Navid Afkari, 27, was sentenced to death over the murder of a security guard during a wave of anti-government protests that rocked the Islamic republic in 2018, although his supporters around the globe maintain he had been tortured into making a confession.
Human rights organisation Amnesty International
described Afkari’s secret hanging in the southern city of Shiraz a “travesty of justice” as it drew protests on the streets of London.
Protesters wave the Lion and Sun flag of the National Council of Resistance of Iran and the white flag of the People’s Mujahedin of Iran, two Iranian opposition groups, as they demonstrate outside the Iranian embassy in London on September 12, 2020 against the execution of Iranian wrestler Navid Afkari and against the Iranian government.( JUSTIN TALLIS/AFP via Getty Images)
The group maintained he was subjected to a “shocking catalogue of human rights violations and crimes, including enforced disappearance; torture and other ill-treatment,” leading to forced “confessions” and denial of access to a lawyer and other fair trial guarantees.
“This young man desperately sought help in court to receive a fair trial and prove his innocence. Leaked voice recordings of him in court expose how his pleas for judges to investigate his torture complaints and bring another detainee who had witnessed his torture to testify were unlawfully and cruelly ignored,” said Diana Eltahawy.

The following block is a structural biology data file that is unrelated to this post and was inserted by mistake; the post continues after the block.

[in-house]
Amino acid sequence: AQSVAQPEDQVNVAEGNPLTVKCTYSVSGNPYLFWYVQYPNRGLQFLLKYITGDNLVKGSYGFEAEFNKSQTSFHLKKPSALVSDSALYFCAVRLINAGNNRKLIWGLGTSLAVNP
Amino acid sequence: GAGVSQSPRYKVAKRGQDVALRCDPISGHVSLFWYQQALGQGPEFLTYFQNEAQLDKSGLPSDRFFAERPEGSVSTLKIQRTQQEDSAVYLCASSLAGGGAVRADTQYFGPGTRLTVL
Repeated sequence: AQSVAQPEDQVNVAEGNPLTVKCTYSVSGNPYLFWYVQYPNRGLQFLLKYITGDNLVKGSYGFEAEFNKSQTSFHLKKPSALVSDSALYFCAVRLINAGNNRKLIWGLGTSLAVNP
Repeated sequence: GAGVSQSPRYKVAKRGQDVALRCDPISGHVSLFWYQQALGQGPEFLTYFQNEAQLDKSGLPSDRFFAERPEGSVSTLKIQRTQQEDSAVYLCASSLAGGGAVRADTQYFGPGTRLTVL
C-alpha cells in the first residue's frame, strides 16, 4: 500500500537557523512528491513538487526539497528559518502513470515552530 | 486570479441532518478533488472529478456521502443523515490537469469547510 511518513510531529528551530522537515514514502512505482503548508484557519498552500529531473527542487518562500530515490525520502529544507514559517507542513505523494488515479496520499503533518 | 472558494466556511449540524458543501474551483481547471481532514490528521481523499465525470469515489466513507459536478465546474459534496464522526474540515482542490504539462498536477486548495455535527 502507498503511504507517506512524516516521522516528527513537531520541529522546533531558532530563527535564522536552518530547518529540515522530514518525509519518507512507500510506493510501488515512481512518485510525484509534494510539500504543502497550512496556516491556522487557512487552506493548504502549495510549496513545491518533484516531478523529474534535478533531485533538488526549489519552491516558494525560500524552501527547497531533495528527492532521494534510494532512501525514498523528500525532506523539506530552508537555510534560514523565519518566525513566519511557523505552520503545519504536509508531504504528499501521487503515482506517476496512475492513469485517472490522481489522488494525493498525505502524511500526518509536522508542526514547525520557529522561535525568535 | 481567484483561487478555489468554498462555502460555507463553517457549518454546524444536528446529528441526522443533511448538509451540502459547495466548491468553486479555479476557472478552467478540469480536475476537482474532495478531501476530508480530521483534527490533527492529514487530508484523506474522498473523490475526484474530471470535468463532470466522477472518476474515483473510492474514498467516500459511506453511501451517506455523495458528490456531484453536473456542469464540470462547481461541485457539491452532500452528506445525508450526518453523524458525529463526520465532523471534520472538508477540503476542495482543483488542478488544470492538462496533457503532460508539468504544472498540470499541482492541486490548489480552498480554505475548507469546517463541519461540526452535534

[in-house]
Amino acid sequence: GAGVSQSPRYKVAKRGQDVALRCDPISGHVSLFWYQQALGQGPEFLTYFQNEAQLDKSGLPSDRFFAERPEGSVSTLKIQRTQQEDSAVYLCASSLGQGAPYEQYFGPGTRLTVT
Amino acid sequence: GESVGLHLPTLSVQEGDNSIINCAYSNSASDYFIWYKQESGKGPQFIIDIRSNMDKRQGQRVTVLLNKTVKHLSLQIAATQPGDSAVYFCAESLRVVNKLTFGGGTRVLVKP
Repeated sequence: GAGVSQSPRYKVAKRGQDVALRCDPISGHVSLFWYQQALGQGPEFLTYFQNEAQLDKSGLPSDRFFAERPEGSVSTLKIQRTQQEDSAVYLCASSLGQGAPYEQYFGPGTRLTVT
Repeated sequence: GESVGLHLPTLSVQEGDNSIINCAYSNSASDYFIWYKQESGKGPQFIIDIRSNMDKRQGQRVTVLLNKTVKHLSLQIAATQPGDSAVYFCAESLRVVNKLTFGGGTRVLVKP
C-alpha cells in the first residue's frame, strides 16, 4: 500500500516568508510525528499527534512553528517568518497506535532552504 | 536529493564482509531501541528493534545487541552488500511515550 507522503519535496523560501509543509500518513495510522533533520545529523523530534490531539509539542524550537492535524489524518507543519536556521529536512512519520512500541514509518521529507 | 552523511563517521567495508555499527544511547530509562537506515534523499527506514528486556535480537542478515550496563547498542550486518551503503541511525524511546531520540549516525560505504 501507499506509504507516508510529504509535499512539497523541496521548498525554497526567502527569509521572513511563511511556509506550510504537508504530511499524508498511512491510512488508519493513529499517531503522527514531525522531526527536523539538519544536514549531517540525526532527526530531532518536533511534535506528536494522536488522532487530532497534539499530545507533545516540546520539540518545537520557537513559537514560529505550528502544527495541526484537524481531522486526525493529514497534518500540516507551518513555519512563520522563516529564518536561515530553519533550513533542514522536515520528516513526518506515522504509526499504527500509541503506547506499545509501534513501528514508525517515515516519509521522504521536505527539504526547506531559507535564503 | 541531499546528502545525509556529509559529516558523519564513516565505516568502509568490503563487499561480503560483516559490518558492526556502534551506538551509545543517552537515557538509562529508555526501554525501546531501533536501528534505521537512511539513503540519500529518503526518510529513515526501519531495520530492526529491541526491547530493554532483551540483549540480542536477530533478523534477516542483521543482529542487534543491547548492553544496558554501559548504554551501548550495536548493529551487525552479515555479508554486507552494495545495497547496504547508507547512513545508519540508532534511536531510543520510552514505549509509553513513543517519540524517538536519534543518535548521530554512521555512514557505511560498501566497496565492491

Before his execution, another voice recording from inside prison was released, in which he said: “If I am executed, I want you to know that an innocent person, even though he tried and fought with all his strength to be heard, was executed.”
His lawyer said his client had been prevented from seeing his family before his death, as required under Iranian law. “Were you in such a hurry to carry out the sentence that you deprived Navid of a last visit?” Hassan Younesi said on Twitter.
U.S. President Donald Trump appealed for mercy, saying the wrestler’s “sole act was an anti-government demonstration on the streets.”
There had been many other calls to stop the execution, including from a union representing 85,000 athletes worldwide.
The World Players Association said he had been “unjustly targeted” for taking part in the protests, and called for Iran’s expulsion from world sport if it went ahead with the execution.
The International Olympic Committee (IOC) called his execution “very sad news” and said their thoughts were with his family and friends.
“It is deeply upsetting that the pleas of athletes from around the world and all the behind-the-scenes work of the IOC… did not achieve our goal,”
their statement said.
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